Sorry for the cross-post, but I think this is a relevant topic in both
Has anyone come across this paper ?
T.K. Troung, Ming-Tang Shih, I.S. Reed, E.H. Satorius, "A VLSI design
for a trace-back viterbi decoder", IEEE Tranactions on Communications,
Vol. 40, No. 3, March 1992.
They describe a register-based systolic approach to implement the
traceback that they claim requires "a minimal amount of storage and a
short decoding time", when compared to the register exchange and
traceback memory methods. I can see that this method would indeed
provide a short decoding time, but I don't agree with the storage
claim. For example, a rate 1/2, K = 9 code would require (256*2*45) +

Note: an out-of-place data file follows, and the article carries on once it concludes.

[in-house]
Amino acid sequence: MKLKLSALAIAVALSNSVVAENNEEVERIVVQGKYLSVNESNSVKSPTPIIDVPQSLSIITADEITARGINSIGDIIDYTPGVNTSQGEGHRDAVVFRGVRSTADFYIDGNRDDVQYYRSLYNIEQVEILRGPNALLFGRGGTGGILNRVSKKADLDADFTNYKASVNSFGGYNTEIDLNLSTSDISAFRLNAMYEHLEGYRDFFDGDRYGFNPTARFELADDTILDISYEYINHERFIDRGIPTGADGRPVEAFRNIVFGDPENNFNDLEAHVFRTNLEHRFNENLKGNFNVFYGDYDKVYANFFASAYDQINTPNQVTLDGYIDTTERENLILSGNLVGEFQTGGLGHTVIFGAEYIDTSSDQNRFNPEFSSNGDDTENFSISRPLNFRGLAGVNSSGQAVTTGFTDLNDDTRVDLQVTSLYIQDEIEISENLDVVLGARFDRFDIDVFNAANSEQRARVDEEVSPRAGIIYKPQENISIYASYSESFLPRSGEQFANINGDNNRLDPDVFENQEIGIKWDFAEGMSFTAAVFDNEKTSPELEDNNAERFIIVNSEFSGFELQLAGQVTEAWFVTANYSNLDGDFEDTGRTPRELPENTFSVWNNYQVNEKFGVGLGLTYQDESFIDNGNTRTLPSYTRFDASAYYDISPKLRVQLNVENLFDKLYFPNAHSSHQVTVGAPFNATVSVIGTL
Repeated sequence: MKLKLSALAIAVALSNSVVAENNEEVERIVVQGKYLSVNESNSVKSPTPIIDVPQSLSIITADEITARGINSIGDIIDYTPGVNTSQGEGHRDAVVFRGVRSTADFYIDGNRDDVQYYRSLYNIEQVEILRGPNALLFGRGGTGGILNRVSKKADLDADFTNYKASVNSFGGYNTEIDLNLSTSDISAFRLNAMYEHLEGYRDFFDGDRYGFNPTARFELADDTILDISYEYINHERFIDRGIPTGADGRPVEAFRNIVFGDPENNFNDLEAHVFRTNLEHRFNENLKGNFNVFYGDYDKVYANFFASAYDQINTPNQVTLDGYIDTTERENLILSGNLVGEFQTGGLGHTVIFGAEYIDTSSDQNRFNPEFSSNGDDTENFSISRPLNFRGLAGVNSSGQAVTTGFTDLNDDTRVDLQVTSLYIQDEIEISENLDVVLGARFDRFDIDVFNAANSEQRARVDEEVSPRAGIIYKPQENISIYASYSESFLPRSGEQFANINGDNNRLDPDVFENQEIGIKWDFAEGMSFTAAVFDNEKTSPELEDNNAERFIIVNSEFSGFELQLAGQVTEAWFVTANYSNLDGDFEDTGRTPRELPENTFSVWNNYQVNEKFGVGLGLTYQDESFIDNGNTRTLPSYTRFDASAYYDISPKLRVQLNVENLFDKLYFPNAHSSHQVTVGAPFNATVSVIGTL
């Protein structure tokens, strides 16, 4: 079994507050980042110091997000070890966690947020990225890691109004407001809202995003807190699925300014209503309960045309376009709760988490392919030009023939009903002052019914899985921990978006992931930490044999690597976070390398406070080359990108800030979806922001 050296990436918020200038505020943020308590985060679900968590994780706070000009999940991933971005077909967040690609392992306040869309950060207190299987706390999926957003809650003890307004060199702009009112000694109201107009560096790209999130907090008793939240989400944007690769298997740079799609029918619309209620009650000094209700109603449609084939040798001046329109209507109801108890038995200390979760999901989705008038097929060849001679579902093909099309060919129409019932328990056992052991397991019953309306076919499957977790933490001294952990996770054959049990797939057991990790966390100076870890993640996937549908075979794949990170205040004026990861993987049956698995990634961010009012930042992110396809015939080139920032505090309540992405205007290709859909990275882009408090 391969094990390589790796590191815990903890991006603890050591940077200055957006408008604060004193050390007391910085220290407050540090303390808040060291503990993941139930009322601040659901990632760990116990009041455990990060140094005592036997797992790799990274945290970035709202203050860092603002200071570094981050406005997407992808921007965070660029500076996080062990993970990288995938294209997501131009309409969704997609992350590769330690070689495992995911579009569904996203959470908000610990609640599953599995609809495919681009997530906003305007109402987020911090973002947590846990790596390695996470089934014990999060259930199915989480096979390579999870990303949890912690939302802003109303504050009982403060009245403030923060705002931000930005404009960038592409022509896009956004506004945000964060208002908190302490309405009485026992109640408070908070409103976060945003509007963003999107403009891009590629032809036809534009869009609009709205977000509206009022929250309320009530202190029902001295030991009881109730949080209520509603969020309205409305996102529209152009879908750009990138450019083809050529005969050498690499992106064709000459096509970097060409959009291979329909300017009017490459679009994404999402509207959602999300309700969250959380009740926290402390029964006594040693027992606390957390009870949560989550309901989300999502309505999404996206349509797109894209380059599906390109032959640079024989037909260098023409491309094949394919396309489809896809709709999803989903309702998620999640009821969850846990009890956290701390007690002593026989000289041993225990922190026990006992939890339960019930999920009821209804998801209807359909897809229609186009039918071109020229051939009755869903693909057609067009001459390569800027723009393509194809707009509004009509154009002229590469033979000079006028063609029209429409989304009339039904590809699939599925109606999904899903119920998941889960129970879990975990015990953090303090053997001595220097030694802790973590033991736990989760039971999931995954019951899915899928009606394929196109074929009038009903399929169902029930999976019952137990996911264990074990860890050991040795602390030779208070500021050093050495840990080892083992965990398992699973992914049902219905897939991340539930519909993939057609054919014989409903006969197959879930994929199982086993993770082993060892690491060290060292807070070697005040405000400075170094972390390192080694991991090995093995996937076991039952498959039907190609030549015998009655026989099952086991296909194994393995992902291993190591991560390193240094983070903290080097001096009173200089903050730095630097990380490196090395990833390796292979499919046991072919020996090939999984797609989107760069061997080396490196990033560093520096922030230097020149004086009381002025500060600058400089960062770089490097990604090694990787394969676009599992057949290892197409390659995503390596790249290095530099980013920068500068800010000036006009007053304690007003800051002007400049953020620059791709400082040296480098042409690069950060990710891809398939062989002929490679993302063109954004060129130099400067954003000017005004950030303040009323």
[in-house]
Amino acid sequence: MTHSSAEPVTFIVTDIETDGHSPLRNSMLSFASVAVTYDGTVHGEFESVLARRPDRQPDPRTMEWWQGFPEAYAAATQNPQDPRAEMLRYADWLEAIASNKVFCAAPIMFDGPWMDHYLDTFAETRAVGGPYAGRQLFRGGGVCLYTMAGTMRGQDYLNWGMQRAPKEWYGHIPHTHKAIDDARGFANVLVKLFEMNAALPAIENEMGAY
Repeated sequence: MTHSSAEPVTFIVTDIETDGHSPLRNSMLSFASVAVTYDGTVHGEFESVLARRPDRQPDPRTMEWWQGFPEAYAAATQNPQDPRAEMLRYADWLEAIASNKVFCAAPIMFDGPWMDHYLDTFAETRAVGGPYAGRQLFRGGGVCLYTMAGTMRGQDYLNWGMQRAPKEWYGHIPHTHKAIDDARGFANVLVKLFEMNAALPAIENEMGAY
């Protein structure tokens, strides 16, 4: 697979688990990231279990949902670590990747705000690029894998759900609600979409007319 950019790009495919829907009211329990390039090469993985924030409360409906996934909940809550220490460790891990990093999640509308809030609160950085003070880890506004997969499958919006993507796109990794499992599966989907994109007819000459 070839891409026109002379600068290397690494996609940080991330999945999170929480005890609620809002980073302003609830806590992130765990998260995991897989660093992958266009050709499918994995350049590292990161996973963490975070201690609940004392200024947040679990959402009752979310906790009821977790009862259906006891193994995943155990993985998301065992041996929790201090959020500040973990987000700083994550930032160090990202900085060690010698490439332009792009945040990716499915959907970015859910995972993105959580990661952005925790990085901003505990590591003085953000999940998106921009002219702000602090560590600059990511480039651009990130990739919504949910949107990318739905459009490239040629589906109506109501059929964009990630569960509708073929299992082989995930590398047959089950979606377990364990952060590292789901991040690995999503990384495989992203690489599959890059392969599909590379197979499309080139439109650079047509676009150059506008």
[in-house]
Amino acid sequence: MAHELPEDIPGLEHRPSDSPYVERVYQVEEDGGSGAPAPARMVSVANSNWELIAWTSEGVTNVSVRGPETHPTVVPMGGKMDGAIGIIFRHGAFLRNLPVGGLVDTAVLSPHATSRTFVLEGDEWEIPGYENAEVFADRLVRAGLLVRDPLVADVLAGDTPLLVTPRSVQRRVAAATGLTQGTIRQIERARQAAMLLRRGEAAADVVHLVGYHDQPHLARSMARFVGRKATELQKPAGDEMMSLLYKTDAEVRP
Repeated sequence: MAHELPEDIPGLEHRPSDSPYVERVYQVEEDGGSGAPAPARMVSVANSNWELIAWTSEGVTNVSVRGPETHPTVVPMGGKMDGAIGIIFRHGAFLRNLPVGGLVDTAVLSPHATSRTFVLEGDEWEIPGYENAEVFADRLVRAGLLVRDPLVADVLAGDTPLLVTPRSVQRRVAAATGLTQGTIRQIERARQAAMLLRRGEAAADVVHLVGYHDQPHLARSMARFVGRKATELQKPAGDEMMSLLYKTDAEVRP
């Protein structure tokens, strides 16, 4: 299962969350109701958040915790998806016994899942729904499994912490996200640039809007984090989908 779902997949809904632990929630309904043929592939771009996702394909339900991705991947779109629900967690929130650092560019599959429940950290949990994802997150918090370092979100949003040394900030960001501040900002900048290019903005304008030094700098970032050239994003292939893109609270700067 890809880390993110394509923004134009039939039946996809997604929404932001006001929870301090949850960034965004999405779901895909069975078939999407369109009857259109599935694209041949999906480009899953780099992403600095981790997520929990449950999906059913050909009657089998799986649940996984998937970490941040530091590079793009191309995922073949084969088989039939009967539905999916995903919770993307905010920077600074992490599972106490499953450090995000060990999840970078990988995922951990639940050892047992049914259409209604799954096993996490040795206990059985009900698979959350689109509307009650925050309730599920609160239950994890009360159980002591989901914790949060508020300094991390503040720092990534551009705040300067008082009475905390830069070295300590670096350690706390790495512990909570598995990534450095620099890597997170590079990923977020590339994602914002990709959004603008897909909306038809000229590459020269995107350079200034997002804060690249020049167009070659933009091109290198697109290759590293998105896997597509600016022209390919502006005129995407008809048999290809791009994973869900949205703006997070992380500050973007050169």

8*45 = 23400 registers, just for the traceback portion (traceback
length = 45). Using the one-pointer traceback RAM method (which uses
the highest amount of RAM), we would need 45*256*4 = 46080 bits which
would I guess, would still be more area efficient to implement.
Is the traceback (RAM) method using the k-pointer (or R-pointer ??)
algorithms still the best way to go to implement traceback in viterbi
decoders (in terms of a decent tradeoff between area-efficiency and
decoding delay) ?